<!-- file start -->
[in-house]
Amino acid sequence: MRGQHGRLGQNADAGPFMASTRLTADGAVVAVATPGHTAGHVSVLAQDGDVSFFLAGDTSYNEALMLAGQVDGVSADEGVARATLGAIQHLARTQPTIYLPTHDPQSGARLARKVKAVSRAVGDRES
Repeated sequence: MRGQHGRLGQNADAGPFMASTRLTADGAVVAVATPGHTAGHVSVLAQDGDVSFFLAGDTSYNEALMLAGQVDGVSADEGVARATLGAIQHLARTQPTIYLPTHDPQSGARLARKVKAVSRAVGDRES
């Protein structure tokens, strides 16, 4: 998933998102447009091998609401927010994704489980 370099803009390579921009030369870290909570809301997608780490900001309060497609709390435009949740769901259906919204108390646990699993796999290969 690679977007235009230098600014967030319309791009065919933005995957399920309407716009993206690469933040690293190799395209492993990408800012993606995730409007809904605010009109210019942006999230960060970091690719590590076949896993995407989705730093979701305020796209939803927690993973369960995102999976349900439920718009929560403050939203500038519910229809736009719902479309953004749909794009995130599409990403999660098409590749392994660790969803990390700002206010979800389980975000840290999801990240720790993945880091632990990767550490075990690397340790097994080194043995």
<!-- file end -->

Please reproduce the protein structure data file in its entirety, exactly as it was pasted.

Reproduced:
[in-house]
Amino acid sequence: MRGQHGRLGQNADAGPFMASTRLTADGAVVAVATPGHTAGHVSVLAQDGDVSFFLAGDTSYNEALMLAGQVDGVSADEGVARATLGAIQHLARTQPTIYLPTHDPQSGARLARKVKAVSRAVGDRES
Repeated sequence: MRGQHGRLGQNADAGPFMASTRLTADGAVVAVATPGHTAGHVSVLAQDGDVSFFLAGDTSYNEALMLAGQVDGVSADEGVARATLGAIQHLARTQPTIYLPTHDPQSGARLARKVKAVSRAVGDRES
């Protein structure tokens, strides 16, 4: 998933998102447009091998609401927010994704489980 370099803009390579921009030369870290909570809301997608780490900001309060497609709390435009949740769901259906919204108390646990699993796999290969 690679977007235009230098600014967030319309791009065919933005995957399920309407716009993206690469933040690293190799395209492993990408800012993606995730409007809904605010009109210019942006999230960060970091690719590590076949896993995407989705730093979701305020796209939803927690993973369960995102999976349900439920718009929560403050939203500038519910229809736009719902479309953004749909794009995130599409990403999660098409590749392994660790969803990390700002206010979800389980975000840290999801990240720790993945880091632990990767550490075990690397340790097994080194043995």